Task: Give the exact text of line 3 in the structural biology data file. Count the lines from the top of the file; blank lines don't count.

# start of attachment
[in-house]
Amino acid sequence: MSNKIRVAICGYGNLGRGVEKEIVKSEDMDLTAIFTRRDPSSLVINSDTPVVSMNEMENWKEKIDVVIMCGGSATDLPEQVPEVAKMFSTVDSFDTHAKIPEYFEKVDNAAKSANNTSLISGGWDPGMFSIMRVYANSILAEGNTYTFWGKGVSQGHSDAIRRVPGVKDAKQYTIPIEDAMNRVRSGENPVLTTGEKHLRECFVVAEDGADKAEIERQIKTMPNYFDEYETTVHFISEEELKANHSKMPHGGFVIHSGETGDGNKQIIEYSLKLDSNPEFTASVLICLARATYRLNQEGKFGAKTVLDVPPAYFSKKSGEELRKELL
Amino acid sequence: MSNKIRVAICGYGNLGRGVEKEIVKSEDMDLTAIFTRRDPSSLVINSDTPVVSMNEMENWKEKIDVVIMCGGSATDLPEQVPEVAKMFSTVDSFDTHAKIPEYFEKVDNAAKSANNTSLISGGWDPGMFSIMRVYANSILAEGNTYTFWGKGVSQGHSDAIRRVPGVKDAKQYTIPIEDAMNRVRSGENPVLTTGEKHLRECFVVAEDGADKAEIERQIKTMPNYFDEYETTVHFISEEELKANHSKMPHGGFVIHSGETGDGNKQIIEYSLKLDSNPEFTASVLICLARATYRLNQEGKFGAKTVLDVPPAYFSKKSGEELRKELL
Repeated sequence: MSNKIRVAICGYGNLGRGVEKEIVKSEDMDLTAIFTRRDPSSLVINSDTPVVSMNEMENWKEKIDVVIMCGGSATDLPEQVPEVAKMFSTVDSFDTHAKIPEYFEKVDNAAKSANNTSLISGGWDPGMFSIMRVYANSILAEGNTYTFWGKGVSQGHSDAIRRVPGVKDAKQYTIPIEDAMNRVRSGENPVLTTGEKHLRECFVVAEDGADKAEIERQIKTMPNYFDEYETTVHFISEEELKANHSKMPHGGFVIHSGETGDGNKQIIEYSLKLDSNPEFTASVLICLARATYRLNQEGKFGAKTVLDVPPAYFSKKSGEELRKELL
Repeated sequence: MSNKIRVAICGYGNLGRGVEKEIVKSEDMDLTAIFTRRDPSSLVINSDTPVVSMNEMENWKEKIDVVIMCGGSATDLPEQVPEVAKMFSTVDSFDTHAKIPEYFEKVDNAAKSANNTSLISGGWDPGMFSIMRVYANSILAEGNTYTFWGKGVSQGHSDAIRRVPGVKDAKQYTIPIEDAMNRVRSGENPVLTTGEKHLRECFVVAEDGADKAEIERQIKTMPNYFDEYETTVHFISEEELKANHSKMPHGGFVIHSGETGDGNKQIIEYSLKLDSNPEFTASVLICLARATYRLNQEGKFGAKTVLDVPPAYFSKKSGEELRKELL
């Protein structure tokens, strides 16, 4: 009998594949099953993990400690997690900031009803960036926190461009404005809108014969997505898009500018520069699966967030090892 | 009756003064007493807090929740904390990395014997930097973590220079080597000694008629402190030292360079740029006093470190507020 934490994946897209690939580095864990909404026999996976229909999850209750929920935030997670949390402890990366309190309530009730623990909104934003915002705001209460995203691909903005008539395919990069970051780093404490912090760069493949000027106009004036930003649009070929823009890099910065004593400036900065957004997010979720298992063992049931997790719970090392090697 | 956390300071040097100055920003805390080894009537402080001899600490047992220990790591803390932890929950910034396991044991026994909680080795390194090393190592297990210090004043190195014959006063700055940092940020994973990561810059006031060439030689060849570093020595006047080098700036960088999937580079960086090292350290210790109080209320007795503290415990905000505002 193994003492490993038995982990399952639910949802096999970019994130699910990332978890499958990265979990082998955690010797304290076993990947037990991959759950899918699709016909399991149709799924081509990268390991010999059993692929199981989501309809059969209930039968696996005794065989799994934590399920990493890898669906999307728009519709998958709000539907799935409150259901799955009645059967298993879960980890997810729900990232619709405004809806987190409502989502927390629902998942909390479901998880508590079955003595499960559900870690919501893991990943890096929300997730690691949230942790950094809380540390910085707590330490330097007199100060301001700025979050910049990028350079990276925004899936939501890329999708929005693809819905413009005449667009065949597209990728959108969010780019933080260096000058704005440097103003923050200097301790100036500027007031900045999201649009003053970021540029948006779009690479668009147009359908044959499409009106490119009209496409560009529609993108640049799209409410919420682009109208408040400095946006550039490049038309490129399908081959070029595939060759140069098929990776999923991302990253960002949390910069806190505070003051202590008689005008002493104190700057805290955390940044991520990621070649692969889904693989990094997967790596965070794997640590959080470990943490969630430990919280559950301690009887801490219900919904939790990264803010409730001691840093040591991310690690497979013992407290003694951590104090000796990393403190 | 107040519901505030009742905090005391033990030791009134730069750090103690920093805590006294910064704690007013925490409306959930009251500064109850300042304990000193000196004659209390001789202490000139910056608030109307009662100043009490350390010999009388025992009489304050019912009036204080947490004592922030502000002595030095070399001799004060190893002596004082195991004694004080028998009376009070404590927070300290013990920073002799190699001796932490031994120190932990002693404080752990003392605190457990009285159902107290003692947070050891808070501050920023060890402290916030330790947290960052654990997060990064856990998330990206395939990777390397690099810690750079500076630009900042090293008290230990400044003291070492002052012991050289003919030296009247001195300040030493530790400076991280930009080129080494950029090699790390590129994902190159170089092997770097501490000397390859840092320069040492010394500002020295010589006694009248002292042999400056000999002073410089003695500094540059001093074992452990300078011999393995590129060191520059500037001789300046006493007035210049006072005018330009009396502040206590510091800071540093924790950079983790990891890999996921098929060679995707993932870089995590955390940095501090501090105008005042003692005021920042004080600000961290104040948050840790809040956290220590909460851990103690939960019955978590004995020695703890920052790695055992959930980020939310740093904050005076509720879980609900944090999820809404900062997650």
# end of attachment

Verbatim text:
Amino acid sequence: MSNKIRVAICGYGNLGRGVEKEIVKSEDMDLTAIFTRRDPSSLVINSDTPVVSMNEMENWKEKIDVVIMCGGSATDLPEQVPEVAKMFSTVDSFDTHAKIPEYFEKVDNAAKSANNTSLISGGWDPGMFSIMRVYANSILAEGNTYTFWGKGVSQGHSDAIRRVPGVKDAKQYTIPIEDAMNRVRSGENPVLTTGEKHLRECFVVAEDGADKAEIERQIKTMPNYFDEYETTVHFISEEELKANHSKMPHGGFVIHSGETGDGNKQIIEYSLKLDSNPEFTASVLICLARATYRLNQEGKFGAKTVLDVPPAYFSKKSGEELRKELL